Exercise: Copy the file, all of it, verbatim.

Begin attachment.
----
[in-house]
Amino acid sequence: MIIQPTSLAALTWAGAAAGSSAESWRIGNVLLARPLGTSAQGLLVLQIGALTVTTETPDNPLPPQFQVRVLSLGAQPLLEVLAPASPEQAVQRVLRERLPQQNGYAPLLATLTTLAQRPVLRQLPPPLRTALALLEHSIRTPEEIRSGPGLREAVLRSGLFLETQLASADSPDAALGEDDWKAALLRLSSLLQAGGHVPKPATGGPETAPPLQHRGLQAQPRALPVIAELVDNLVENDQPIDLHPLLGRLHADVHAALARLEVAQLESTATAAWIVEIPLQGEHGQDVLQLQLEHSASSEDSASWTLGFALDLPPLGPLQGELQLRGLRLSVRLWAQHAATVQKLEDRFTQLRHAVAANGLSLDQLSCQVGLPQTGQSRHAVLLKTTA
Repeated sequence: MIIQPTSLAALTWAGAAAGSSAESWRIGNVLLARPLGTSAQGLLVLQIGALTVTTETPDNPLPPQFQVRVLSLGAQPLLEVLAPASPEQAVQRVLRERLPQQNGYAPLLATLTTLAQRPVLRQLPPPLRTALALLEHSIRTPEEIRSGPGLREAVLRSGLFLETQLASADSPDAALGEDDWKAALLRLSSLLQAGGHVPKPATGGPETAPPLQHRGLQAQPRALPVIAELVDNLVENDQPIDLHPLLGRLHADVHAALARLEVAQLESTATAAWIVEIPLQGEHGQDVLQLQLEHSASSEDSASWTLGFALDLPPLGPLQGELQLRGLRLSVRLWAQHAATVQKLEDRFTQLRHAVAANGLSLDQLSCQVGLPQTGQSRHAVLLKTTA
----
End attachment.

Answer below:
[in-house]
Amino acid sequence: MIIQPTSLAALTWAGAAAGSSAESWRIGNVLLARPLGTSAQGLLVLQIGALTVTTETPDNPLPPQFQVRVLSLGAQPLLEVLAPASPEQAVQRVLRERLPQQNGYAPLLATLTTLAQRPVLRQLPPPLRTALALLEHSIRTPEEIRSGPGLREAVLRSGLFLETQLASADSPDAALGEDDWKAALLRLSSLLQAGGHVPKPATGGPETAPPLQHRGLQAQPRALPVIAELVDNLVENDQPIDLHPLLGRLHADVHAALARLEVAQLESTATAAWIVEIPLQGEHGQDVLQLQLEHSASSEDSASWTLGFALDLPPLGPLQGELQLRGLRLSVRLWAQHAATVQKLEDRFTQLRHAVAANGLSLDQLSCQVGLPQTGQSRHAVLLKTTA
Repeated sequence: MIIQPTSLAALTWAGAAAGSSAESWRIGNVLLARPLGTSAQGLLVLQIGALTVTTETPDNPLPPQFQVRVLSLGAQPLLEVLAPASPEQAVQRVLRERLPQQNGYAPLLATLTTLAQRPVLRQLPPPLRTALALLEHSIRTPEEIRSGPGLREAVLRSGLFLETQLASADSPDAALGEDDWKAALLRLSSLLQAGGHVPKPATGGPETAPPLQHRGLQAQPRALPVIAELVDNLVENDQPIDLHPLLGRLHADVHAALARLEVAQLESTATAAWIVEIPLQGEHGQDVLQLQLEHSASSEDSASWTLGFALDLPPLGPLQGELQLRGLRLSVRLWAQHAATVQKLEDRFTQLRHAVAANGLSLDQLSCQVGLPQTGQSRHAVLLKTTA